If you’re a true golf fan, you’re glued to the TV every April when The Masters rolls around.

We marvel at the world’s best golfers in action, playing on a course so beautiful it gives off a mystic aura. The perfection of the rolling green fairways, the laser-cut, white bunkers and azaleas in full bloom. Watching the superstars figure out the speed on lightning-quick greens makes great viewing.

I’m no different to any other golfer, so going to The Masters was always on my bucket list. I remember clear as day the first time I walked through the hallowed gates of Augusta National Golf Club. It was one hell of a ‘pinch myself’ moment – I had goose bumps down my arms.

I’d been travelling with a bunch of friends on a Masters tour in 2013 and after playing Pinehurst No.4, No.8 and No.2 (The Deuce), we’d finally made our way down south to let the real show play out. We were staying in the historic town of Aiken, South Carolina, which although in the next state is only an hour’s drive from Augusta. The polo capital of the south, Aiken is famous for its stunning Georgian architecture. Thankfully, its southern hospitality is also a feature because more than a hundred Aussies descended on the town for accommodation during the tournament.

Adam Scott and Steve Williams celebrate during Scott's 2013 Masters victory.
Adam Scott and Steve Williams celebrate during Scott’s 2013 Masters victory.

As we passed through Augusta’s high security gates leaving all mobile phones back at base camp and carrying nothing more than an expectant credit card, I had the feeling I was entering Disneyland … the ultimate theme park for golfers. It was all too surreal. I literally had to reach down to touch the grass because no grass could be that colour of green, so perfect, standing to attention without a weed in sight.

Once we arrived at Augusta, we were so excited and had no idea where to head first – the practice facility? Merchandise marquee? Clubhouse or one of the famous holes? We were kids in a candy store with so many of our favorite tour pros to watch. A few of us broke away to follow our Australian heroes. We had no idea that a few days later, we’d realise our timing was so perfect.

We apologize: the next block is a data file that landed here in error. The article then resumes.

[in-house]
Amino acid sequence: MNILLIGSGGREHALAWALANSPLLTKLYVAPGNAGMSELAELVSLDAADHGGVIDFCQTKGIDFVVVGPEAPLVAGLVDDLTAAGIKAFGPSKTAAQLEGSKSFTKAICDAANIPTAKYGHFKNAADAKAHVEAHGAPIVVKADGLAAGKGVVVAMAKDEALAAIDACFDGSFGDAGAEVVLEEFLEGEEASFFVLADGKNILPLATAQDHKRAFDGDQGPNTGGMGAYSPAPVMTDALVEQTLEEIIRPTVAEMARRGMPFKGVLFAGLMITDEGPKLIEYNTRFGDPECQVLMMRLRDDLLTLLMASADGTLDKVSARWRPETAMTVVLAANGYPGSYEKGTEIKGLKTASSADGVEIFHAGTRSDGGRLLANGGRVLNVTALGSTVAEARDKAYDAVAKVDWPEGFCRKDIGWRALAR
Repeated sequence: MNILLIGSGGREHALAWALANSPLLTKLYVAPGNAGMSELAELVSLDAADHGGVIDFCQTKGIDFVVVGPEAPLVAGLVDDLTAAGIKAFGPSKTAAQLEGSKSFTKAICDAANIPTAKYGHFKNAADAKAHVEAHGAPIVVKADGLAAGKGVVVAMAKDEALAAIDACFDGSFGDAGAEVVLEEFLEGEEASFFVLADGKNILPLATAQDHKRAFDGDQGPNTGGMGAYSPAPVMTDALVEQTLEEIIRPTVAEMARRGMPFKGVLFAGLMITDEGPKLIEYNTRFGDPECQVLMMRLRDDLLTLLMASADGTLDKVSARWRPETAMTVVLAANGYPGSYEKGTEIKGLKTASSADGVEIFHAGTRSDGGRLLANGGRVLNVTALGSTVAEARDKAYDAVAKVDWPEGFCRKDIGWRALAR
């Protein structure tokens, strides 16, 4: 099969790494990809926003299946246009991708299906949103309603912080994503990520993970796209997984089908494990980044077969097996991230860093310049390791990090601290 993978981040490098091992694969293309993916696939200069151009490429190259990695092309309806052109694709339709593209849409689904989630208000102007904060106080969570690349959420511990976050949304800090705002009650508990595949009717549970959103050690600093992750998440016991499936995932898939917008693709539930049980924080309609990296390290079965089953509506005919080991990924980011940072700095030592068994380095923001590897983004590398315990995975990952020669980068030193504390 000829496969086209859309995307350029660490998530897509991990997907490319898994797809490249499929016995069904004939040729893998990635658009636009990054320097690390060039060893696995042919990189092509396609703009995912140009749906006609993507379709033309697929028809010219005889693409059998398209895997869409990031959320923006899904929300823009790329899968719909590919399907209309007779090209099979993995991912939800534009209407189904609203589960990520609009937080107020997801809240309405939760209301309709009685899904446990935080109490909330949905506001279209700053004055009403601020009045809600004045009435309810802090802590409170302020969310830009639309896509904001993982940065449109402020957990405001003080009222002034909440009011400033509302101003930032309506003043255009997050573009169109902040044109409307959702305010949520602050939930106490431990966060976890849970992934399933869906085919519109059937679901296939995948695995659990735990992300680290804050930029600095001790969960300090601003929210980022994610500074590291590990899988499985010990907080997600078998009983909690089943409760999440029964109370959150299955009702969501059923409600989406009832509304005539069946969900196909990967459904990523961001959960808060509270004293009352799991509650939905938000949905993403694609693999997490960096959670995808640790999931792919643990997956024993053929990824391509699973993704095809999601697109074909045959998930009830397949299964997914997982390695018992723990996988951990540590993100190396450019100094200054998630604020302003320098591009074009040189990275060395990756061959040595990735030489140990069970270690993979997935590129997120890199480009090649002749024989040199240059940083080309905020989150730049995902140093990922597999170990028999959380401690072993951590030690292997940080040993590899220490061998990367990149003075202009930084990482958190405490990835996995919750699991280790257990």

It was obvious that without the use of a mobile (Augusta rules), we’d run a good chance of losing each other in the crowd. So on the first day, we invested in the most colourful, hot pink golf shirts we could find. From then on we were very hard to lose.

We were also encouraged to purchase a Masters folding chair for the tournament. As is Augusta etiquette, you can place your chair on any given hole and it will stay there for your use, for the duration of the day. If you wander off, others are free to use it but when you return, it’s all yours again. It’s no mystery why this tournament has a reputation for running a sporting event as best as an organisation possibly can. “A tradition unlike any other,” as the famous line goes. There are a number of things about Augusta National that really took me by surprise: how wide and open the layout is; the dramatic elevations that really test your fitness from the 12th back up to the clubhouse; the insanely cheap food on offer such as the famous Pimento cheese sandwich for $1.50 and $3 beers. That everything sold or on show – from takeaway food to the TV towers – is wrapped in the Augusta shade of green adds to the elegance.

Finally, Sunday arrives. Far from feeling like the crowds were getting bigger, it’s the opposite and I was amazed at how close you can stand to the action. Augusta was built for the Masters, and Bobby Jones created a natural amphitheatre for spectators that, unlike most tournaments, make watching play around the course so accessible.

We arrived wearing our pink shirts and pink Masters caps. Jason Day, Marc Leishman and Adam Scott were all in contention, and that alone had us feeling very patriotic. Scotty and Angel Cabrera were one hole behind Day, so we were catching plenty of action between fairways. Without a phone to access score updates and hearing the crowds noisily erupt on distant holes, we were left to guess who held the lead. At the par-3 16th, Day and Snedeker were by that stage out of contention, so it was up to Scotty to birdie the 18th for victory. With my best Aussie accent I forged my way to the front on the 18th to see the seven-metre birdie putt. In it went, and suddenly I had tears in my eyes and shivers down my spine. Like most Australians, I thought that was it. The way Scotty celebrated (“C’mon, Aussie!”) I think he did, too.

But minutes later, Cabrera hit the most miraculous 7-iron to a foot and tapped it in to force a sudden-death playoff. I was absolutely furious … we had it in the bag. With butterflies in my stomach I made my way to the 10th and down the hill towards the green. It was raining, dark, and cold. I’d lost hope of finding any other pink-shirted friends. It was absolute chaos, but a moment in Australian sporting history no one will ever forget.

I could see the putting green and Scotty lining up his 30-footer with caddie Steve Williams consulting. And then I heard a roar – an explosion of cheering and screaming. Scotty had done it – perhaps Australia’s greatest sporting hoodoo was shattered.

Augusta National Golf Club. If you ever get the chance to go, just nod your head and say “yes”.

– Deborah Hutton – Publisher balancebydeborahhutton.com.au